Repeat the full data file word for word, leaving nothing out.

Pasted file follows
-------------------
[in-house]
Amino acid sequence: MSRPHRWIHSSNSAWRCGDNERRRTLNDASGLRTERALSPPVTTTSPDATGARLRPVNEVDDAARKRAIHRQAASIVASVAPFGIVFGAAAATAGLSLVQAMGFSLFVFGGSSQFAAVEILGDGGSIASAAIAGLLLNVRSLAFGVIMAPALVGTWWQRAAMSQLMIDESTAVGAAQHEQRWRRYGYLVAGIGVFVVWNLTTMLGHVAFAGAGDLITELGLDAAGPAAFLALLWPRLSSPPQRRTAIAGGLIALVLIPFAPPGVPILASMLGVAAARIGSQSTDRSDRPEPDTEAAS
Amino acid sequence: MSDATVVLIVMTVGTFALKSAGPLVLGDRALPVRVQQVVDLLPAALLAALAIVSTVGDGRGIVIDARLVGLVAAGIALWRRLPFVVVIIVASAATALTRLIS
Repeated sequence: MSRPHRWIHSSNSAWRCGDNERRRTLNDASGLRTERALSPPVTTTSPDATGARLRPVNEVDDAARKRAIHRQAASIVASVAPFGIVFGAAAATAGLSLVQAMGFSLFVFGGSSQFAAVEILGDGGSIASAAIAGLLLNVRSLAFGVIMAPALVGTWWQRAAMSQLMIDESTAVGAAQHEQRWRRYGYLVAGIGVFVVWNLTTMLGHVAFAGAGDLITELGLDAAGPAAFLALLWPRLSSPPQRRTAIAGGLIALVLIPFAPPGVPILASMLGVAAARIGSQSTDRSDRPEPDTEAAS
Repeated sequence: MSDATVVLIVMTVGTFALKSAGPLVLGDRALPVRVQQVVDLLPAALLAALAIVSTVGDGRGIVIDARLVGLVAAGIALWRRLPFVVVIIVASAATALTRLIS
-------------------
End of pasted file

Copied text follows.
[in-house]
Amino acid sequence: MSRPHRWIHSSNSAWRCGDNERRRTLNDASGLRTERALSPPVTTTSPDATGARLRPVNEVDDAARKRAIHRQAASIVASVAPFGIVFGAAAATAGLSLVQAMGFSLFVFGGSSQFAAVEILGDGGSIASAAIAGLLLNVRSLAFGVIMAPALVGTWWQRAAMSQLMIDESTAVGAAQHEQRWRRYGYLVAGIGVFVVWNLTTMLGHVAFAGAGDLITELGLDAAGPAAFLALLWPRLSSPPQRRTAIAGGLIALVLIPFAPPGVPILASMLGVAAARIGSQSTDRSDRPEPDTEAAS
Amino acid sequence: MSDATVVLIVMTVGTFALKSAGPLVLGDRALPVRVQQVVDLLPAALLAALAIVSTVGDGRGIVIDARLVGLVAAGIALWRRLPFVVVIIVASAATALTRLIS
Repeated sequence: MSRPHRWIHSSNSAWRCGDNERRRTLNDASGLRTERALSPPVTTTSPDATGARLRPVNEVDDAARKRAIHRQAASIVASVAPFGIVFGAAAATAGLSLVQAMGFSLFVFGGSSQFAAVEILGDGGSIASAAIAGLLLNVRSLAFGVIMAPALVGTWWQRAAMSQLMIDESTAVGAAQHEQRWRRYGYLVAGIGVFVVWNLTTMLGHVAFAGAGDLITELGLDAAGPAAFLALLWPRLSSPPQRRTAIAGGLIALVLIPFAPPGVPILASMLGVAAARIGSQSTDRSDRPEPDTEAAS
Repeated sequence: MSDATVVLIVMTVGTFALKSAGPLVLGDRALPVRVQQVVDLLPAALLAALAIVSTVGDGRGIVIDARLVGLVAAGIALWRRLPFVVVIIVASAATALTRLIS